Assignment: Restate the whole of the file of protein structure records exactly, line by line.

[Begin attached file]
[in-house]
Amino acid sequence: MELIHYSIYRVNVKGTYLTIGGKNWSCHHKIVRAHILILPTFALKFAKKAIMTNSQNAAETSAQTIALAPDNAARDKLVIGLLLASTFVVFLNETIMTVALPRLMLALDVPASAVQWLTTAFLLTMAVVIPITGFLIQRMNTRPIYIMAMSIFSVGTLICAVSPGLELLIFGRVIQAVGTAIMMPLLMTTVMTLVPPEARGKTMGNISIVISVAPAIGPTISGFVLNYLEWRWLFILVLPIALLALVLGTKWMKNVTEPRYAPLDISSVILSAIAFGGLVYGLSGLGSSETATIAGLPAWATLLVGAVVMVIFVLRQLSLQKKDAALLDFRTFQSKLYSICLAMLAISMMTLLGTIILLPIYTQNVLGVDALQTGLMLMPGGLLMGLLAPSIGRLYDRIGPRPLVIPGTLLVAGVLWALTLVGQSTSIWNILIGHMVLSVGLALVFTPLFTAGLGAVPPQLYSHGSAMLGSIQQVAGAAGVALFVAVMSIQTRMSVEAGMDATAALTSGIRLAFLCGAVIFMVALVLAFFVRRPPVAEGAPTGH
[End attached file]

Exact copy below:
[in-house]
Amino acid sequence: MELIHYSIYRVNVKGTYLTIGGKNWSCHHKIVRAHILILPTFALKFAKKAIMTNSQNAAETSAQTIALAPDNAARDKLVIGLLLASTFVVFLNETIMTVALPRLMLALDVPASAVQWLTTAFLLTMAVVIPITGFLIQRMNTRPIYIMAMSIFSVGTLICAVSPGLELLIFGRVIQAVGTAIMMPLLMTTVMTLVPPEARGKTMGNISIVISVAPAIGPTISGFVLNYLEWRWLFILVLPIALLALVLGTKWMKNVTEPRYAPLDISSVILSAIAFGGLVYGLSGLGSSETATIAGLPAWATLLVGAVVMVIFVLRQLSLQKKDAALLDFRTFQSKLYSICLAMLAISMMTLLGTIILLPIYTQNVLGVDALQTGLMLMPGGLLMGLLAPSIGRLYDRIGPRPLVIPGTLLVAGVLWALTLVGQSTSIWNILIGHMVLSVGLALVFTPLFTAGLGAVPPQLYSHGSAMLGSIQQVAGAAGVALFVAVMSIQTRMSVEAGMDATAALTSGIRLAFLCGAVIFMVALVLAFFVRRPPVAEGAPTGH